Green Party of Canada National Housing Strategy
We have witnessed the disintegration of our social safety net to the point where many Canadians, through no fault of their own, have been forced into unsafe, unhealthy living conditions. Some are on the streets. Others are barely getting by. Homelessness began to escalate during the 1990s with federal government cuts to social housing programs and cuts in income support programs by both the federal and provincial governments. As housing prices increased, even people working for minimum wage were increasingly unable to afford rental housing.
If the people who need help are not supported, this puts a strain on everyone. Basic needs are not being met for a significant number of Canadians, and the gap between the rich and the poor is widening. The Green Party believes that our country has enough resources to care for all residents.
Canada is the only country in the OECD without a Housing Strategy. A key commitment of the Green Party of Canada is to develop a National Housing Strategy through the Council of Canadian Governments. Any coherent plan must include concrete steps for a seniors housing plan, a First Nations plan, a plan for social housing, and for affordable market housing.
The federal government has to get back in the business of social housing. The Green Party supports greater and sustained federal funding for social and co-operative housing. We have to do better to deliver a system that allows Canadians of all situations to access decent housing at a manageable cost.
To really make progress on eliminating homelessness, however, requires much more investment in affordable housing. This means maintaining and substantially increasing the federal operating spending for social housing from its base of $1.6 billion today. In Renewing Canada’s Social Architecture (May 2015), the Mowat Centre, Caledon Institute, IRPP, and Institute for Competitiveness and Prosperity, make the disturbing projection that federal operating spending for social housing is set to decline from the peak of $1.6 billion today to $81 million in 2031, reaching zero in 2040. (The federal government will contribute $119 million annually to the Homelessness Partnering Strategy from 2014 - 2019 and a $1.25 billion for a 5 year extension of the Investment in Affordable Housing Program.)
The Green Party favours the more transformative approach that is discussed in Renewing Canada’s Social Architecture: “ Unlike income support programs that are available to anyone who qualifies, the limited supply of subsidized housing leads to long wait lists and inconsistent, inequitable treatment. A shift to an income-side approach to assisting people who can’t afford decent housing would allow policymakers to turn this issue on its head. An income-tested housing benefit model could ultimately be part of a streamlined and integrated income support program such as a Guaranteed Annual Income model”.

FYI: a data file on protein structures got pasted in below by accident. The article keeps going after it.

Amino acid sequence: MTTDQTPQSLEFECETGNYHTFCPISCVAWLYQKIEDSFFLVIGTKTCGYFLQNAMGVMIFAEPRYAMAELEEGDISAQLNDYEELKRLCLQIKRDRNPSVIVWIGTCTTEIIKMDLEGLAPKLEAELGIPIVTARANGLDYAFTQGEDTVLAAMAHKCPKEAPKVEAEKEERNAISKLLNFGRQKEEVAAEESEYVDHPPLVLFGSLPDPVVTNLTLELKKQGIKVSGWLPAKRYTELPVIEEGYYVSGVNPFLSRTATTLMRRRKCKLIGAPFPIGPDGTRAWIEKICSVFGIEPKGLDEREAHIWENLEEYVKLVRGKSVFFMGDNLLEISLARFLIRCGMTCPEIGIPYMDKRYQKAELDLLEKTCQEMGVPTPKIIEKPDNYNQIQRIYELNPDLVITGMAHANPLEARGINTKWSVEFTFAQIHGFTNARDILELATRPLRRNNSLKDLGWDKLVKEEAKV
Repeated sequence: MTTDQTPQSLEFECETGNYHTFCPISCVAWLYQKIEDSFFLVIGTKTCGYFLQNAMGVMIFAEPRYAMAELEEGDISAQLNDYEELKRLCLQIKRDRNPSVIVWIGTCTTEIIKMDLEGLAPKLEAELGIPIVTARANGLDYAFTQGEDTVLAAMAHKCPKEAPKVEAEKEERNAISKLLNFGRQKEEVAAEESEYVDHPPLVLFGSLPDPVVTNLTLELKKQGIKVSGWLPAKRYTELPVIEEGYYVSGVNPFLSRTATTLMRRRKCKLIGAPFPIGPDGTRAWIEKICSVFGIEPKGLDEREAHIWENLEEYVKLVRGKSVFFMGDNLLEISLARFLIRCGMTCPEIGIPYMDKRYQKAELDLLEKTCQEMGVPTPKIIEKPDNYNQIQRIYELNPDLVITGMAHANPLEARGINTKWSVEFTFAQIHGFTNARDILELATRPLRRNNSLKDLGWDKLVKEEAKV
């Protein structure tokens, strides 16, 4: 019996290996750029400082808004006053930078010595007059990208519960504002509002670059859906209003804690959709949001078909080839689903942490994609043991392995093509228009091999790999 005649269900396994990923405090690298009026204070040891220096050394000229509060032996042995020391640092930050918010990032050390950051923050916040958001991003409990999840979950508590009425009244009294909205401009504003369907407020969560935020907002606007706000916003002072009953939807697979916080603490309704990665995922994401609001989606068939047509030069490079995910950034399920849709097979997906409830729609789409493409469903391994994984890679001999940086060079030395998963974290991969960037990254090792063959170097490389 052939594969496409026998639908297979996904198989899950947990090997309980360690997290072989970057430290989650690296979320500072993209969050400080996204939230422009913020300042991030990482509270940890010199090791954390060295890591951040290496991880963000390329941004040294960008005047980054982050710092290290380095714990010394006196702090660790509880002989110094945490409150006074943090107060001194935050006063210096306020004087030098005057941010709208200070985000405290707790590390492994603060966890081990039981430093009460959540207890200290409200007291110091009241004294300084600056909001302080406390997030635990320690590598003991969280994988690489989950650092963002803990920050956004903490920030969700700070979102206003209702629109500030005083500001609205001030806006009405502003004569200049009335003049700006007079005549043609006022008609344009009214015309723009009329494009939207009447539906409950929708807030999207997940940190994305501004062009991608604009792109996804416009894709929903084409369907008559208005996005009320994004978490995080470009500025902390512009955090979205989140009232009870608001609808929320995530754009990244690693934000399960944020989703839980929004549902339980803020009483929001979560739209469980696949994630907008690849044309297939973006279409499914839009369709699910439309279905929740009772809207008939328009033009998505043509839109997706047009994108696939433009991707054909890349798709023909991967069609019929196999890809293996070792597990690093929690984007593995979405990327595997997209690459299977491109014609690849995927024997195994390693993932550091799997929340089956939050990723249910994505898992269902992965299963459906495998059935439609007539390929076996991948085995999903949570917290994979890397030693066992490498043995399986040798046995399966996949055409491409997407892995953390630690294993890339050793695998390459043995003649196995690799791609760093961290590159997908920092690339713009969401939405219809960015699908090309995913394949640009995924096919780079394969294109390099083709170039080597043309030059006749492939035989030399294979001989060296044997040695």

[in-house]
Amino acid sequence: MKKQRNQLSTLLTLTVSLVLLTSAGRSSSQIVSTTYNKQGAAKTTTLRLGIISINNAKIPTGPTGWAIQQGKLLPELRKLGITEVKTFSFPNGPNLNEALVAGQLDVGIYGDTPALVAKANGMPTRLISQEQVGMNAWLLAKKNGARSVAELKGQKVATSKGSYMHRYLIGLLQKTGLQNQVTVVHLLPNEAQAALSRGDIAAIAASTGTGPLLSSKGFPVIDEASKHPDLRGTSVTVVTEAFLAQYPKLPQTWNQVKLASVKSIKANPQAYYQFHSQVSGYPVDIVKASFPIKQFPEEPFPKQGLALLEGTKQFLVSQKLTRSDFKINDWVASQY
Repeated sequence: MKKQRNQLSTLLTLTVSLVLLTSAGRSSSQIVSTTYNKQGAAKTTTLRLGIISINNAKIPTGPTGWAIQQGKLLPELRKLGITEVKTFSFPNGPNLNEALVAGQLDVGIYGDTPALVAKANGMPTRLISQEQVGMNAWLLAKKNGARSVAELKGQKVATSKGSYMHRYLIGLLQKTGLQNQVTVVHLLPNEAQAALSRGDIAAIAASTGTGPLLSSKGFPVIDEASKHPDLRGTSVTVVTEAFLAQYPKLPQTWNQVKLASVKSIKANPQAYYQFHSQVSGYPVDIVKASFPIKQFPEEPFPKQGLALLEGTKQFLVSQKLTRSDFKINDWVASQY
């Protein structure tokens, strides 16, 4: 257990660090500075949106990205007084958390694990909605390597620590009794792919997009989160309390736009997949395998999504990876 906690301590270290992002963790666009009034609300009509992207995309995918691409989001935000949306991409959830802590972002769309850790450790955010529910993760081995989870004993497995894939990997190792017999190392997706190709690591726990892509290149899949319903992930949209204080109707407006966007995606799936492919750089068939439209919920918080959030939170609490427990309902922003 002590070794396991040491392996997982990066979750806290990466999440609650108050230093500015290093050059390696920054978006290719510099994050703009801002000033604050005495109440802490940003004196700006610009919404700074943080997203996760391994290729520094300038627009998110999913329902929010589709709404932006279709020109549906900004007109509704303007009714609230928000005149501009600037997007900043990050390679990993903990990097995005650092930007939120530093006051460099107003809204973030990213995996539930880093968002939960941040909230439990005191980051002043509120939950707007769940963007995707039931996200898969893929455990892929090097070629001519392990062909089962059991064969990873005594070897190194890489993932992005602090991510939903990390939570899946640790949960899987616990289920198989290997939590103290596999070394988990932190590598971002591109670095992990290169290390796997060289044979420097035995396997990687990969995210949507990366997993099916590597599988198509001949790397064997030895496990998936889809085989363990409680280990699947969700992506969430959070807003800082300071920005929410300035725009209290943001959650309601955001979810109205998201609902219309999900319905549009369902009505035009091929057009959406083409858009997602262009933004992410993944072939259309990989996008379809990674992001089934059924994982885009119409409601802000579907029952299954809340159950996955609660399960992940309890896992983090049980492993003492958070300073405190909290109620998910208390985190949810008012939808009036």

This transformative approach to ensuring adequate income support for housing is reflected in the long-term goal of the Green Party to eliminate poverty altogether through a Guaranteed Liveable Income. This is one of the priority issues to be placed before the Council of Canadian Governments as it will take a multi-jurisdictional approach – ending poverty band-aid programs and replacing them (and their costs) with a straightforward system of a consolidated benefit to every Canadian.
Expanding the actual stock of affordable housing has to focus on rental housing, however desirable the goal of promoting home ownership may be. The tax system should restore the favourable treatment once in place for purpose-built rental housing. To expand affordable rental housing, consideration should be given to a low income housing tax credit. To this end, the Canada Mortgage and Housing Corporation (CMHC) could distribute funds to provinces for the purposes of supplying more rental housing based on core need. Unfortunately, Budget 2015 did not deliver on a promise to sustain funding for social housing at current levels.
This is precisely the kind of collaborative initiative that can really make a difference in a cost-effective way. We should also consider establishing the Canadian equivalent of the American Office of Social Innovation and Civic Participation to create new partnerships among government, private capital, social entrepreneurs, and the public. One outcome of such collaboration would be the provision of long-term funds for a broad range of nongovernmental agencies (like the Mental Health Commission), which deliver targeted social services.
The Green Party supports the delivery of social and co-operative housing dollars to provincial, territorial, and municipal governments through the traditional vehicle of the Canada Mortgage and Housing Corporation (CMHC). The funding for social housing needs to be dramatically increased. CMHC programs must be directed to the communities most in need, and fast-tracked to provide homes for people at risk. The housing provided must be designed with energy conservation in mind. Greens will change the the mandate of CMHC to include responsibility, as it once had, for affordable, non-market, and co-operative housing. We must dedicate funding for the co-operative housing sector to enable more affordable housing projects to proceed. In addition, the Green Party of Canada will extend funding for co-ops whose contracts with the federal government are expiring.